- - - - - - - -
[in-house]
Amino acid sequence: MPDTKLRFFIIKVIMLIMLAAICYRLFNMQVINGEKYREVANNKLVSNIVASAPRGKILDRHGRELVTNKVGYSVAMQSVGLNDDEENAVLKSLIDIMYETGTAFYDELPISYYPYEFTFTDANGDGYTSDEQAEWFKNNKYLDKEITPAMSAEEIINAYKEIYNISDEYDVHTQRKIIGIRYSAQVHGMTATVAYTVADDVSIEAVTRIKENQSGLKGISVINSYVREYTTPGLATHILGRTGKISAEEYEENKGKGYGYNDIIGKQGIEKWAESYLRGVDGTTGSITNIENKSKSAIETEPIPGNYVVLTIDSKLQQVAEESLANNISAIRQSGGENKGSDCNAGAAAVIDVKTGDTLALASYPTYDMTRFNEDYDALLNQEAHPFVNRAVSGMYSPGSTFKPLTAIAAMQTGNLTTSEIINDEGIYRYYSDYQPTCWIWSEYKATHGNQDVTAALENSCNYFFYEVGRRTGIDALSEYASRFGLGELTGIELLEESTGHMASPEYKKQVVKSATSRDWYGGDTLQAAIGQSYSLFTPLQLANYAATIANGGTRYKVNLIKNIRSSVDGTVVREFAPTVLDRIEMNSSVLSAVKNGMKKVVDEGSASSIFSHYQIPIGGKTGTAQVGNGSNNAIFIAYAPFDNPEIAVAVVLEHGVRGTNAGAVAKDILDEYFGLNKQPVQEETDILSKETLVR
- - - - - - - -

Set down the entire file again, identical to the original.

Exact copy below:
[in-house]
Amino acid sequence: MPDTKLRFFIIKVIMLIMLAAICYRLFNMQVINGEKYREVANNKLVSNIVASAPRGKILDRHGRELVTNKVGYSVAMQSVGLNDDEENAVLKSLIDIMYETGTAFYDELPISYYPYEFTFTDANGDGYTSDEQAEWFKNNKYLDKEITPAMSAEEIINAYKEIYNISDEYDVHTQRKIIGIRYSAQVHGMTATVAYTVADDVSIEAVTRIKENQSGLKGISVINSYVREYTTPGLATHILGRTGKISAEEYEENKGKGYGYNDIIGKQGIEKWAESYLRGVDGTTGSITNIENKSKSAIETEPIPGNYVVLTIDSKLQQVAEESLANNISAIRQSGGENKGSDCNAGAAAVIDVKTGDTLALASYPTYDMTRFNEDYDALLNQEAHPFVNRAVSGMYSPGSTFKPLTAIAAMQTGNLTTSEIINDEGIYRYYSDYQPTCWIWSEYKATHGNQDVTAALENSCNYFFYEVGRRTGIDALSEYASRFGLGELTGIELLEESTGHMASPEYKKQVVKSATSRDWYGGDTLQAAIGQSYSLFTPLQLANYAATIANGGTRYKVNLIKNIRSSVDGTVVREFAPTVLDRIEMNSSVLSAVKNGMKKVVDEGSASSIFSHYQIPIGGKTGTAQVGNGSNNAIFIAYAPFDNPEIAVAVVLEHGVRGTNAGAVAKDILDEYFGLNKQPVQEETDILSKETLVR